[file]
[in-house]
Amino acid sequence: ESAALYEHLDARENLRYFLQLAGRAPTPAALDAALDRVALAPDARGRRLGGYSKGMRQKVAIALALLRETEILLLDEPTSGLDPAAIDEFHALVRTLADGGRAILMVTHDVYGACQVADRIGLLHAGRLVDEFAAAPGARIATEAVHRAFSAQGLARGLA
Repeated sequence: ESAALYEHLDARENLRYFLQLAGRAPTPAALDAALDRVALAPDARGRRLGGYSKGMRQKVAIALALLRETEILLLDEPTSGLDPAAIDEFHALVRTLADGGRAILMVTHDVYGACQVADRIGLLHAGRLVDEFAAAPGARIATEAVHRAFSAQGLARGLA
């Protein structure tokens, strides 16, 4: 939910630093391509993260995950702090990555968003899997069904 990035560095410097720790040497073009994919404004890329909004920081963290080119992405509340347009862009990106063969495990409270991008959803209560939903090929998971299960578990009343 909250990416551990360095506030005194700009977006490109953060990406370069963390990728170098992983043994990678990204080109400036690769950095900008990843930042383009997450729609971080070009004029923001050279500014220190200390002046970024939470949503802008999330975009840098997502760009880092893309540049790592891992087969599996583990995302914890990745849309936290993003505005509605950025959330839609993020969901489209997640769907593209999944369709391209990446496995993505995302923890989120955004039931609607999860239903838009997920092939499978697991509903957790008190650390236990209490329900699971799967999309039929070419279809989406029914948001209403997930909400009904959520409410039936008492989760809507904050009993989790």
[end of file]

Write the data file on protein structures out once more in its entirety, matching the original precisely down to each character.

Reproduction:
[in-house]
Amino acid sequence: ESAALYEHLDARENLRYFLQLAGRAPTPAALDAALDRVALAPDARGRRLGGYSKGMRQKVAIALALLRETEILLLDEPTSGLDPAAIDEFHALVRTLADGGRAILMVTHDVYGACQVADRIGLLHAGRLVDEFAAAPGARIATEAVHRAFSAQGLARGLA
Repeated sequence: ESAALYEHLDARENLRYFLQLAGRAPTPAALDAALDRVALAPDARGRRLGGYSKGMRQKVAIALALLRETEILLLDEPTSGLDPAAIDEFHALVRTLADGGRAILMVTHDVYGACQVADRIGLLHAGRLVDEFAAAPGARIATEAVHRAFSAQGLARGLA
């Protein structure tokens, strides 16, 4: 939910630093391509993260995950702090990555968003899997069904 990035560095410097720790040497073009994919404004890329909004920081963290080119992405509340347009862009990106063969495990409270991008959803209560939903090929998971299960578990009343 909250990416551990360095506030005194700009977006490109953060990406370069963390990728170098992983043994990678990204080109400036690769950095900008990843930042383009997450729609971080070009004029923001050279500014220190200390002046970024939470949503802008999330975009840098997502760009880092893309540049790592891992087969599996583990995302914890990745849309936290993003505005509605950025959330839609993020969901489209997640769907593209999944369709391209990446496995993505995302923890989120955004039931609607999860239903838009997920092939499978697991509903957790008190650390236990209490329900699971799967999309039929070419279809989406029914948001209403997930909400009904959520409410039936008492989760809507904050009993989790």